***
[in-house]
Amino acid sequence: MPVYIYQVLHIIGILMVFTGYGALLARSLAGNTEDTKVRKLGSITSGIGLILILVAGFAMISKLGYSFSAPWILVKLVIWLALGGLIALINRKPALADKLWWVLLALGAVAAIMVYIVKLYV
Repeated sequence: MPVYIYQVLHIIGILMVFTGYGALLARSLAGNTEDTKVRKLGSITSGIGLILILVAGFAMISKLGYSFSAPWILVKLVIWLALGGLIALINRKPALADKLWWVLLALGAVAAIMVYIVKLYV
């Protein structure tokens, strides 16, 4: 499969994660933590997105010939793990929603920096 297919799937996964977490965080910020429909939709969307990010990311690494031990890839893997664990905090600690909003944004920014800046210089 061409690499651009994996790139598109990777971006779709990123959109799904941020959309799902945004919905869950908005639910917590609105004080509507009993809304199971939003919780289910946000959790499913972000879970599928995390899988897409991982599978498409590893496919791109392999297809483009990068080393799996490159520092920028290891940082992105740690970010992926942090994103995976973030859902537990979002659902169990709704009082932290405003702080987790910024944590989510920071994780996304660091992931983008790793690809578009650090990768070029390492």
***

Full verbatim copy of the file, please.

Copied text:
[in-house]
Amino acid sequence: MPVYIYQVLHIIGILMVFTGYGALLARSLAGNTEDTKVRKLGSITSGIGLILILVAGFAMISKLGYSFSAPWILVKLVIWLALGGLIALINRKPALADKLWWVLLALGAVAAIMVYIVKLYV
Repeated sequence: MPVYIYQVLHIIGILMVFTGYGALLARSLAGNTEDTKVRKLGSITSGIGLILILVAGFAMISKLGYSFSAPWILVKLVIWLALGGLIALINRKPALADKLWWVLLALGAVAAIMVYIVKLYV
């Protein structure tokens, strides 16, 4: 499969994660933590997105010939793990929603920096 297919799937996964977490965080910020429909939709969307990010990311690494031990890839893997664990905090600690909003944004920014800046210089 061409690499651009994996790139598109990777971006779709990123959109799904941020959309799902945004919905869950908005639910917590609105004080509507009993809304199971939003919780289910946000959790499913972000879970599928995390899988897409991982599978498409590893496919791109392999297809483009990068080393799996490159520092920028290891940082992105740690970010992926942090994103995976973030859902537990979002659902169990709704009082932290405003702080987790910024944590989510920071994780996304660091992931983008790793690809578009650090990768070029390492």